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It may have taken more than 10 years for this nanotechnology breakthrough, but when it came, it was still a shock say researchers at Rice University, Houston, TX. A team of scientists from Rice, the Dutch firm Teijin Aramid, the U.S. Air Force, and Israel's Technion Institute unveiled a new carbon nanotube (CNT) fiber that looks and acts like textile thread and conducts electricity and heat like a metal wire.

"We finally have a nanotube fiber with properties that don't exist in any other material," said lead researcher Matteo Pasquali, professor of chemical and biomolecular engineering and chemistry at Rice. "It looks like black cotton thread but behaves like both metal wires and strong carbon fibers."

"The new CNT fibers have a thermal conductivity approaching that of the best graphite fibers but with 10 times greater electrical conductivity," said study co-author Marcin Otto, business development manager at Teijin Aramid. "Graphite fibers are also brittle, while the new fibers are as flexible and tough as a textile thread. We expect this combination of properties will lead to new products with unique capabilities."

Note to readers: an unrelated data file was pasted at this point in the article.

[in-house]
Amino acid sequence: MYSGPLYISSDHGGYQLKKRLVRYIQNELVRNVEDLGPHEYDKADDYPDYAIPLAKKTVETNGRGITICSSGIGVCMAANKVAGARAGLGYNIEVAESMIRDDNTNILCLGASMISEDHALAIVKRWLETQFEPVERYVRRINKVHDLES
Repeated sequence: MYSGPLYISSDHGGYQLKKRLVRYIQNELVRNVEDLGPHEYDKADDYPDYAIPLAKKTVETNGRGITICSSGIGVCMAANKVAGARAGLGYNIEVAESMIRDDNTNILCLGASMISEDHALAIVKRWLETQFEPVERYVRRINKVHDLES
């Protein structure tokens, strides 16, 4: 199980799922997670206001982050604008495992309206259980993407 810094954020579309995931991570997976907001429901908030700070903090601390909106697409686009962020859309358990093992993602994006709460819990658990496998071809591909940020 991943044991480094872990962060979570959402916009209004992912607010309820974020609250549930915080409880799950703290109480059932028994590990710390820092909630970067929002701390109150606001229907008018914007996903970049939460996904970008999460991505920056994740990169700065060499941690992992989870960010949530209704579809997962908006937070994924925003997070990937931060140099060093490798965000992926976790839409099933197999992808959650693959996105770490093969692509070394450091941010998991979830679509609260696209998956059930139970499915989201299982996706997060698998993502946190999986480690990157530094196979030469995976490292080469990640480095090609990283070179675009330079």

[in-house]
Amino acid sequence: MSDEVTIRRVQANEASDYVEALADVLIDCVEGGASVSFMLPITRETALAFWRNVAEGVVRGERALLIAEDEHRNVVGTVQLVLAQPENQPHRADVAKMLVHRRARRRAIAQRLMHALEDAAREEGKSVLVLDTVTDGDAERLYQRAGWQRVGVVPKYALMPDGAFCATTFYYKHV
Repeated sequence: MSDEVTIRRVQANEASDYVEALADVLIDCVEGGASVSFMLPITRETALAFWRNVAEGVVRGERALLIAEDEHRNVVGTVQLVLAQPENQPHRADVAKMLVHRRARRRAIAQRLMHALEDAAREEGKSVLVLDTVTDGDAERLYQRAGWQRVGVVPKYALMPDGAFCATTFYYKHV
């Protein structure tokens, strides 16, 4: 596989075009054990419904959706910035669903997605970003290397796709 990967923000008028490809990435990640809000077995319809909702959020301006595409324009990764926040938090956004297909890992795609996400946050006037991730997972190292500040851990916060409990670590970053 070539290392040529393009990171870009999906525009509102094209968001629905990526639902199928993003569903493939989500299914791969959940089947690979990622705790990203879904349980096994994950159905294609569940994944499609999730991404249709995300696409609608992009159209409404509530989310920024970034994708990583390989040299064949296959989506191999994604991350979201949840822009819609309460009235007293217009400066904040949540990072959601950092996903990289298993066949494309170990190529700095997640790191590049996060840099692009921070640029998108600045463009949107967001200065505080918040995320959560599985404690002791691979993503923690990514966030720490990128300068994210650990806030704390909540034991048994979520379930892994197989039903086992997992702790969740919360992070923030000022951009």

The fibers have about 10 times the tensile strength and electrical and thermal conductivity of the best previously reported wet-spun CNT fibers, Pasquali said. The specific electrical conductivity of the new fibers is on par with copper, gold, and aluminum wires, but the new material has advantages over metal wires.

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